Halstrom Blog Post
Three Popular Myths about Motivating Struggling Students
When students struggle, we want to help them get back on the path as quickly as possible. In order to help them effectively, however, we must first debunk three popular myths.
Myth: Students Who Struggle Must Have Learning Disorders
While we freely acknowledge that learning disorders do affect a significant minority of students, we assert that not every struggle is the result of an official condition.
Before taking drastic steps, check to see if there could be a lesser cause for your child's issues. Things like personality conflicts, uneven sleep schedules, vision problems, or minor classroom issues can throw roadblocks in students' paths.
Myth: Students Struggle Because They Are Behind
Even students working on grade level occasionally struggle with new subject matter. Even if the concepts themselves aren't too difficult, students might still struggle because they believe in their hearts that they're just not "good at" certain subjects and that no matter how hard they try, they'll just never "get it."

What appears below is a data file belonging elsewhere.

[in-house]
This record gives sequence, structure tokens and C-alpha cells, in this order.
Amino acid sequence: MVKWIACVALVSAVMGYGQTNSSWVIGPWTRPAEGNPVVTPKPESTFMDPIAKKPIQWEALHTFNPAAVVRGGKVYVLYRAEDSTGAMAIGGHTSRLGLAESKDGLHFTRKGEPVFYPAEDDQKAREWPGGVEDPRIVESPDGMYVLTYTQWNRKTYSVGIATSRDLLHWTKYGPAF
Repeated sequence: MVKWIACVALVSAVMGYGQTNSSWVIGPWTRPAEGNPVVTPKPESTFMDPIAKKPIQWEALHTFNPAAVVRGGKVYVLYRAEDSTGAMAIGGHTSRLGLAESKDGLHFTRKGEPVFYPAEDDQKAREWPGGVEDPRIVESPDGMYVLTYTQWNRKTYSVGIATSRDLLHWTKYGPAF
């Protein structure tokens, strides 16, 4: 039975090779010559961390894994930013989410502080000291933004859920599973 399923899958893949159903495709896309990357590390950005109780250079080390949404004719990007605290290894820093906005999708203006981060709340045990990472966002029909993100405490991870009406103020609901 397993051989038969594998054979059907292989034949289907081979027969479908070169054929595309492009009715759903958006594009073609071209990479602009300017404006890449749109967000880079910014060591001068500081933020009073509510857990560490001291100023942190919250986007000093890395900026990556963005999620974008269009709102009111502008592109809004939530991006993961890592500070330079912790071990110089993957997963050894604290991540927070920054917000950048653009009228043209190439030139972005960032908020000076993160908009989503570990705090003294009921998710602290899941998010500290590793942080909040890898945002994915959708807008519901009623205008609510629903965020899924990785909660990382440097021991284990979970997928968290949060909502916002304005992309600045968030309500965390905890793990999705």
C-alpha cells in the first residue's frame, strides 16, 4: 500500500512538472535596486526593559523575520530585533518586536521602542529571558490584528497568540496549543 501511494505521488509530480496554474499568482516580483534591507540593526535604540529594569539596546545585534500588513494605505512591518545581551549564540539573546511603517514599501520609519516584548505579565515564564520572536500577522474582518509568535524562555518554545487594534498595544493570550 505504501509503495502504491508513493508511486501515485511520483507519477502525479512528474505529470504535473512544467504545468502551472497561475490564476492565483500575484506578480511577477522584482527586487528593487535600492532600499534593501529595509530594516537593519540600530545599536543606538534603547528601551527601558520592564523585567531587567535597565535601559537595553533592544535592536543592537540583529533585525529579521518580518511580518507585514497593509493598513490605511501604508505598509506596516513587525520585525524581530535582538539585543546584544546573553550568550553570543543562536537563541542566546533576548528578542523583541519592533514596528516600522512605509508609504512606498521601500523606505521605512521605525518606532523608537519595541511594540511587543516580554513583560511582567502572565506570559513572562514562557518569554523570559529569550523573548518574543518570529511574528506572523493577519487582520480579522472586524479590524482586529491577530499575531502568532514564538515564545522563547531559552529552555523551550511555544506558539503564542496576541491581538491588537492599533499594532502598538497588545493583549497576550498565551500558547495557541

In order for such student to learn effectively, they must first develop the growth mindset, a pattern of thinking that encourages them to develop to their full potential.
Myth: Students Struggle Because the Work Is Difficult
While this is sometimes the case, problems also crop up when the work is too easy. Easy work leads to bored students, and bored students don't stay engaged. When students aren't engaged, learning can't take place.
From the outside looking in, of course, it's not always easy to identify precisely where the problem lies.
That's where we come in.
The Halstrom Difference
Here at Halstrom Academy, we're aware that struggling students are individuals with specific needs.
To meet those needs, we maintain a 1:1 ratio between students and teachers. Through individualized instruction, we're able to help each student effectively. Halstrom measures learning through a content mastery approach which means your student must prove their understanding of each lesson before moving on. Students must master every lesson at 80% or better before moving on to the next. During class, expert instructors re-teach any material that needs extra attention and only move on to the next lesson when the student is ready.
If you would like to hear more about our school, or if you'd like to discuss your child's particular needs, please feel free to contact us. We look forward to serving you.